Siddiq Barmak, 2003, Afghanistan, Japan, Ireland, 82 mins, English subtitles
Arif Herati, Marina Golbahari, Zubaida Sahar , Khwaja Nader, Hamida Refah
Post 9/11, through the media, and films like The Circle and Kandahar, the west were made fully aware of the horrific atrocities committed by the Taliban regime. Siddiq Barmak's award winning Osama is the first film to be made in Afghanistan post Taliban. It focuses on the plight of women who under the regime have no rights at all. They cannot attend school, work, walk on the street or speak.
With all their men killed in wars, a family of three generations of women survive by the mother (Sahar) working in secret as a nurse. When she loses her job, they are on the brink of starvation. The grandmother (Refah) says that the daughter (Golbahari) must cut her hair, don her father's clothes and pretend to be a boy so that she can work.
When the girl goes out for the first time, a street boy called Espandi (Herati) recognises her, but says nothing. And when she is drafted into the Taliban training school, he continues her deception, and protects her from a gang of bullies. Espandi tells them her name is 'Osama' in the hope that they will back off.
Under the constant surveillance of the Mullahs, Osama struggles to conceal her identity while trying to get to grips with the rituals of being a man. She successfully manages to avert discovery during training for ablutions after wet dreams. But when the Mullah (Nader) salaciously describes her as a nymph, the boys round on her and demand she proves that she's not a girl. She does so by attempting to climb a tree. However, this results in a punishment where she is hung by a rope inside a well for hours. At this point her menstrual cycle starts with devastating consequences for her.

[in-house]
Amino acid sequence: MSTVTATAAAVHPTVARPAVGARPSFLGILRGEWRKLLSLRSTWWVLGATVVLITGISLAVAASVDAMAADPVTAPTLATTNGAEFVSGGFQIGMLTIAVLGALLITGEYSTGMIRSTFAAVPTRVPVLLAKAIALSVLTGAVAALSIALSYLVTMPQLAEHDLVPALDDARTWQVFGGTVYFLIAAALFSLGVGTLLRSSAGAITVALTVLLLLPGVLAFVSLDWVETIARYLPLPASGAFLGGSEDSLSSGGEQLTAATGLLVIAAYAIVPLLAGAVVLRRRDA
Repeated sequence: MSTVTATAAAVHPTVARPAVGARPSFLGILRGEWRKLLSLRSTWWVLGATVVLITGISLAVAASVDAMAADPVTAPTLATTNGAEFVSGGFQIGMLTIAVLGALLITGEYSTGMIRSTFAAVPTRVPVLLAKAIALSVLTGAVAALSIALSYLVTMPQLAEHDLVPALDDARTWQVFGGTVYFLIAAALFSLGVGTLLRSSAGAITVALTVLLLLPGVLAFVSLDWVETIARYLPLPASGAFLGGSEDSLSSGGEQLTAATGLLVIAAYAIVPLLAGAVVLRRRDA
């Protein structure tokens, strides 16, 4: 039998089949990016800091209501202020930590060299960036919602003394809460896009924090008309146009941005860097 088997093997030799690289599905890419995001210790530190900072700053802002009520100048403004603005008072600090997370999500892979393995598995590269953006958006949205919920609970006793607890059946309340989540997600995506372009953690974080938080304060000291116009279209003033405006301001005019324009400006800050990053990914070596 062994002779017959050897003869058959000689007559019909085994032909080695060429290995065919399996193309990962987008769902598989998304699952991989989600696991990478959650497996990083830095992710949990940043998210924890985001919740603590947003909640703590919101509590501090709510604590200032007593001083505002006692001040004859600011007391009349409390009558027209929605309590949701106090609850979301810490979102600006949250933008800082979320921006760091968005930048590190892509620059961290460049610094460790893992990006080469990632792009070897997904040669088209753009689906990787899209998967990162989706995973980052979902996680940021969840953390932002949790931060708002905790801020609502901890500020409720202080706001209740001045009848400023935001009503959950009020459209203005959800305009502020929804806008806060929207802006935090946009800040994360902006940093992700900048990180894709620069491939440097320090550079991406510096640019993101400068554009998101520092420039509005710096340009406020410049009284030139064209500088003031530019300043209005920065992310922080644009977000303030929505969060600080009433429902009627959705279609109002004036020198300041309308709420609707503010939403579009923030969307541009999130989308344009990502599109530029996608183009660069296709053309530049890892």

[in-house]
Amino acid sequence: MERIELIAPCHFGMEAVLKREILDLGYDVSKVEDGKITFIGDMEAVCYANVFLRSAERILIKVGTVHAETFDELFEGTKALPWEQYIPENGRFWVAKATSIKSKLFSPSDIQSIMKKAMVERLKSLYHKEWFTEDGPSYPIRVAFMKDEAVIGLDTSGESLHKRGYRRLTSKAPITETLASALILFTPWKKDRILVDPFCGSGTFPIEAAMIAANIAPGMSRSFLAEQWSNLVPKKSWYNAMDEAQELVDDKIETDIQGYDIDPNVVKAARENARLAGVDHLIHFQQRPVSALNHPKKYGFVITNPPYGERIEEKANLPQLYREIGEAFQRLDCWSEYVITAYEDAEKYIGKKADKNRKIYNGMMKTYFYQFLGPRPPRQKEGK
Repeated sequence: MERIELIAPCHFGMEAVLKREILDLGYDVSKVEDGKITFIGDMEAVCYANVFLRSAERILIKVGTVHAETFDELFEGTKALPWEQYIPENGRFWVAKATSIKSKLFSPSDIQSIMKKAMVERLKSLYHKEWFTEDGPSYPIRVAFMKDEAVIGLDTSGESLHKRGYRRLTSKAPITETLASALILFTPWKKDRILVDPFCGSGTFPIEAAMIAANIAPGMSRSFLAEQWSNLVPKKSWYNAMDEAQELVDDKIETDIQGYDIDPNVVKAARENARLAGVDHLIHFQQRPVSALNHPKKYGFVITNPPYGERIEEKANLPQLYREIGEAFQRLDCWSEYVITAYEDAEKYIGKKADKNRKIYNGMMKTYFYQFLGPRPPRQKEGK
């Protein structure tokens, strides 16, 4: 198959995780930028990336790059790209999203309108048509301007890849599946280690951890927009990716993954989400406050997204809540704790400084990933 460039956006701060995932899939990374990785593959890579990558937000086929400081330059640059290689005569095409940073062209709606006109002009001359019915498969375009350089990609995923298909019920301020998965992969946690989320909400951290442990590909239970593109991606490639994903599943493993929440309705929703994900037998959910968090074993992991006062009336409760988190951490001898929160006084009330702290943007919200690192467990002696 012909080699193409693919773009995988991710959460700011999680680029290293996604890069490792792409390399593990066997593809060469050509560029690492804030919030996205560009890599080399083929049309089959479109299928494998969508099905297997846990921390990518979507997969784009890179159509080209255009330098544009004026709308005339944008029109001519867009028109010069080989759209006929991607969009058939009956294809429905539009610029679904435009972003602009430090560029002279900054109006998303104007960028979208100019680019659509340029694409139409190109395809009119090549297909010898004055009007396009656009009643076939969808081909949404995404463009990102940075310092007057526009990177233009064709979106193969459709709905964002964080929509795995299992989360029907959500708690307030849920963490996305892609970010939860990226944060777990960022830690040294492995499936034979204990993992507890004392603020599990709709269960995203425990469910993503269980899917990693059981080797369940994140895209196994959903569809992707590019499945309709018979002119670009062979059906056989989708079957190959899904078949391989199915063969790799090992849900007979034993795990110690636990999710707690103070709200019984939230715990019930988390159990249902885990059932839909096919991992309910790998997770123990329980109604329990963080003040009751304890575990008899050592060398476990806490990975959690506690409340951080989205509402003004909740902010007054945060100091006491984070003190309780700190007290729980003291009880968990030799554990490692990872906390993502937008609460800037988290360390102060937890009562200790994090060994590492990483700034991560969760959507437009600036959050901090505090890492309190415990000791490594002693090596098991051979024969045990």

Barmak's indictment of the regime is subtle, but no less effective in conveying the anxiety of living in a constant state of fear. By using disembodied voices and symbolism, he shows the Taliban as a faceless entity, which lurks menacingly in the background of everyday life. In one scene, the mother is being taken home on a bicycle by her patient's son when they are stopped and aggressively reprimanded by the Taliban because her feet are on display. The camera is kept on the feet throughout.
But the fear is shown most clearly in Osama's petrified face. With her hair cut off, and no burkha to hide under, that terror is more potent. As Osama's grandmother tells her not to worry, that it is possible for everyone to transcend gender, the camera's fixed on Osama's face. Barmak leaves his audience in no doubt that her fate is doomed.
This fact is driven home further with the scenes in the school. Barmak effectively does two things here. Firstly, he builds the dramatic tension. Osama's attempts to get to grips with male customs are punctuated by shots of the Mullahs ever-watchful eyes. You are never quite sure whether they suspect her or not.
Secondly, he puts the Taliban ideology within a social and religious context. The boys rigidly learn what it is to be a Taliban; how to pray, fight and control others. In doing so, Barmak offers some explanation as to how extremist societies are made. Ironically it is in the playground that we see Osama smile for the first, and only time. It's a powerful image. As she watches the boys run, play and laugh with each other, she's completely unaware that they will be her oppressors of tomorrow.
Barmak's film is a disturbing tale of inhumanity in the name of extremist religion. Osama's plight is unbearably heartbreaking.